The disappearance of Diageo Chateau & Estate Wines is a popular subject at the moment in Bordeaux. Late last month, news broke that the British drinks giant is abandoning the sale of Bordeaux wines, saying it was too expensive to continue, among other things. The exit of one of the most important distributors of the wines of Bordeaux could have important ramifications on the prices and sales of those wines in the United States. Prices in the States are dropping, and this latest development seems to be driving them even lower.
During lunches, dinners or meetings in France’s premium wine region at the moment, conversation inevitably turns to Diageo and the distribution of fine Bordeaux in the United States. Bordeaux producers are obviously concerned. Some are paranoid.
It’s easy to understand why. Diageo was the biggest buyer and distributor in the United States of fine Bordeaux for about four decades. In its heyday, it had the world’s biggest allocations of all the best names of Bordeaux every vintage, from Lafite to Pétrus. But those days are over.
Diageo had a reported $100 million in stock, which it sold mostly at huge discount to Joanne, a major Bordeaux négociant, according to press accounts. The French wine merchant is now selling it at a discount in the U.S. market. There’s been a number of press reports already on how the influx of Diageo stock has disrupted the market.
I honestly don’t understand what the worry is. Bordeaux has always boasted about its great distribution system of négociants who can freely sell all over the world. If the U.S. market wants the wine, it will find it.
The problem is that many distributors and retailers in the States became addicted to Diageo’s incredible purchasing terms, whereby it offered buyers what in effect was free financing until the wine was delivered. In other words, a wine merchant in the states could order Bordeaux futures and did not have to pay for it until the wine was delivered. Moreover, they could cancel their order if they wished to before delivery.
“It was too good to be true,” said one first-growth representative this week.
Think about what a money-spinner it was for the wine trade in the United States. It could sell the Bordeaux futures and take payment; yet it didn’t have to pay for two years. I don’t know the legality of all this, or what or how the futures money was used until the wine was delivered in reality. But it sounds like a deal that was “too good to be true.”
Apparently many of the top retailers and wine merchants in the U.S. market already saw the writing on the wall, and they began awhile ago dealing directly with Bordeaux through various négociants and even châteaus. They are willing to finance Bordeaux futures themselves, which they should if they are serious wine merchants.
But some Bordeaux wine producers are now afraid that smaller wine merchants in places other than the major metropolitan areas of America will find it difficult to buy their fine wines. “It’s one thing to be in New York or Los Angeles, but what about Kansas City, or Akron, Ohio, or somewhere else like that?” said a second-growth owner.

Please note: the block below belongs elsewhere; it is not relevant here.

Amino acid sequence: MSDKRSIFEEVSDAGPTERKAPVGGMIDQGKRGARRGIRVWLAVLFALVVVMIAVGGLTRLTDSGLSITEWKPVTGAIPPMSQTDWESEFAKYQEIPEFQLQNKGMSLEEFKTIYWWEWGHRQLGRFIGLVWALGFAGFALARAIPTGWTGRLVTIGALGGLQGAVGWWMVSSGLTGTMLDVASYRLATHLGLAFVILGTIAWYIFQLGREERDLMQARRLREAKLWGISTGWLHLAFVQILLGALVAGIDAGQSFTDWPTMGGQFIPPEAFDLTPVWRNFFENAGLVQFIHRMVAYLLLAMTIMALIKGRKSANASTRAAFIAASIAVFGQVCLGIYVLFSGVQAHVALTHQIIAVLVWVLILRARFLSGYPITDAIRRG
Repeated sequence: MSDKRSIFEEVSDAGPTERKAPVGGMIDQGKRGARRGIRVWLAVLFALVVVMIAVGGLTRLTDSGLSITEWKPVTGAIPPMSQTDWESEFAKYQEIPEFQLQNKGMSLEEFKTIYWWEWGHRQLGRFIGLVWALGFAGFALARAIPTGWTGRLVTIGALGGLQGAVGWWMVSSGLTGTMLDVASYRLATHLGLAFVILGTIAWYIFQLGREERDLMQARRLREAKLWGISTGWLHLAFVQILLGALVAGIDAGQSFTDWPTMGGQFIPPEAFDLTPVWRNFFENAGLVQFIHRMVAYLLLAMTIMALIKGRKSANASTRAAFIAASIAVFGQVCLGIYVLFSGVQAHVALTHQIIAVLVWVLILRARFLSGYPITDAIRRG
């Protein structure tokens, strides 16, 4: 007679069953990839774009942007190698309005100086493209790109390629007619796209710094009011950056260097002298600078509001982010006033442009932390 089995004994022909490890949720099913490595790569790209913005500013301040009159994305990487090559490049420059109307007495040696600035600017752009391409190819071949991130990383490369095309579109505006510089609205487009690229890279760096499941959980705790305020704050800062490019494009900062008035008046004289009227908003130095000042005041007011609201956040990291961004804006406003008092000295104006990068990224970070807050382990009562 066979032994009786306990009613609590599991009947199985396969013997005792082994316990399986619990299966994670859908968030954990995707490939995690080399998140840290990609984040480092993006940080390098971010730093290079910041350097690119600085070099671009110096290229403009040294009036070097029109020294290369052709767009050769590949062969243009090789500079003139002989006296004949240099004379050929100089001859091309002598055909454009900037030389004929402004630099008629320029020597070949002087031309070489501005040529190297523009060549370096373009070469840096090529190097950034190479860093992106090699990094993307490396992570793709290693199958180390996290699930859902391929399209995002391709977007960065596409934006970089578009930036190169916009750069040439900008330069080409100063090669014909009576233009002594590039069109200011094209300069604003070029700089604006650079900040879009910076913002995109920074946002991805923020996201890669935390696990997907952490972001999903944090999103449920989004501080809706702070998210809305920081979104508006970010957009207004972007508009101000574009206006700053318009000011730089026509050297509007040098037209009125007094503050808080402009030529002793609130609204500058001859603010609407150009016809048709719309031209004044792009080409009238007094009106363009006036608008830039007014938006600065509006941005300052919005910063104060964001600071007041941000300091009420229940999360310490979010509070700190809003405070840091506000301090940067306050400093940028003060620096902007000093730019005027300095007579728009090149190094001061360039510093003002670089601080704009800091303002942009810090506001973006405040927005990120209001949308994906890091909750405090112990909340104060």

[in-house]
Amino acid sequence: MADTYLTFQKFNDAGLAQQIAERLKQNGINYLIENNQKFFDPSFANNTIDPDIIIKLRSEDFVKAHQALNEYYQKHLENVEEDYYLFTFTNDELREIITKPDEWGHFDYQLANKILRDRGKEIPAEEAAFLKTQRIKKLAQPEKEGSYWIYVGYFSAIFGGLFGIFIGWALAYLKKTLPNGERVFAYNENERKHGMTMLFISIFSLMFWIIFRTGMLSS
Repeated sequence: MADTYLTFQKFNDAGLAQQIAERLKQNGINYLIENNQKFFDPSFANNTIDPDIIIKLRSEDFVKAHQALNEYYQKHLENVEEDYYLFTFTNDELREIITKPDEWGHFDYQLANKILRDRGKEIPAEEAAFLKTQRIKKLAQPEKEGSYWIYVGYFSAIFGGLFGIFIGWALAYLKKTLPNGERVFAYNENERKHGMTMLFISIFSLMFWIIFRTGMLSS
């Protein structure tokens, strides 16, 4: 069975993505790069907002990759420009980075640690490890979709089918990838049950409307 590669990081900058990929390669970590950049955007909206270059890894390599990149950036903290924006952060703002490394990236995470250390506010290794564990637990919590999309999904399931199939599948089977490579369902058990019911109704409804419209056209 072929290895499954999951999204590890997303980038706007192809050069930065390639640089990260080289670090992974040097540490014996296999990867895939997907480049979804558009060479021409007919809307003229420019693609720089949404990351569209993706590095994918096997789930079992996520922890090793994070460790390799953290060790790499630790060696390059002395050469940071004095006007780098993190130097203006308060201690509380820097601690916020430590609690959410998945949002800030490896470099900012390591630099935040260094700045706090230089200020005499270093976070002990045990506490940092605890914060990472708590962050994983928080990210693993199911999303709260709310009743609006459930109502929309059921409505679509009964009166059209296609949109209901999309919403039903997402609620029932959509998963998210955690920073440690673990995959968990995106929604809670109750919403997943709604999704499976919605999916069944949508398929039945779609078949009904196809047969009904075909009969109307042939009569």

I think that if there is a will, there is a way. And if there is a great vintage like 2009 on the way, American wine merchants as well as consumers will get the wines they want. We are resourceful wine lovers, when we need to be, and besides, the world is a smaller place with all the new communication technologies and knowledge out there.
Fred Brown — Maryland — December 4, 2009 7:37pm ET
Matt Scott — Honolulu HI — December 5, 2009 2:26am ET
David Gussmann — Washington, DC — December 5, 2009 6:26am ET
James Suckling — — December 5, 2009 8:20am ET
Kirk R Grant — Bangor, Maine — December 5, 2009 2:02pm ET
Johnny Espinoza Esquivel — Wine World — December 5, 2009 3:17pm ET
Michael Myette — Sacramento, CA USA — December 5, 2009 4:45pm ET
Steve Kirchner — huntington beach, ca — December 5, 2009 5:19pm ET
Rio Hill Wine & Gourmet — Charlottesville VA — December 5, 2009 6:02pm ET
Bert Pinheiro — Baltimore Maryland — December 5, 2009 7:59pm ET
James Suckling — — December 6, 2009 5:42am ET
Douglas Johnson — Appleton, WI — December 6, 2009 10:19am ET
Nick Gangas — Chicago — December 6, 2009 8:11pm ET
Tyler Binney — Georgia — December 6, 2009 11:24pm ET
James Suckling — — December 7, 2009 6:45am ET
Ben Pierce — Warrensburg, MO USA — December 7, 2009 1:08pm ET
Idiart — Bordeaux France — December 8, 2009 3:35am ET
Massimo Marinucci — NY — December 8, 2009 10:52am ET
James Suckling — — December 8, 2009 12:44pm ET
Massimo Marinucci — NY — December 8, 2009 1:15pm ET
Nate Rose — Houston — December 9, 2009 9:29am ET
Heather Boysen — Sioux Falls, SD — December 9, 2009 1:12pm ET
Rio Hill Wine & Gourmet — Charlottesville VA — December 9, 2009 2:21pm ET
Eric P Perramond — Colorado Springs, CO — December 9, 2009 3:43pm ET
Steve — California — December 10, 2009 9:23pm ET
Lee Hammack — Virginia — December 12, 2009 9:48pm ET
James Suckling — — December 13, 2009 3:14am ET
Nancy H Harper — Birmingham, AL — December 13, 2009 6:56pm ET
Lorenzo Erlic — victoria canada — December 13, 2009 8:27pm ET
Jamie Sherman — Sacramento — December 14, 2009 4:34pm ET
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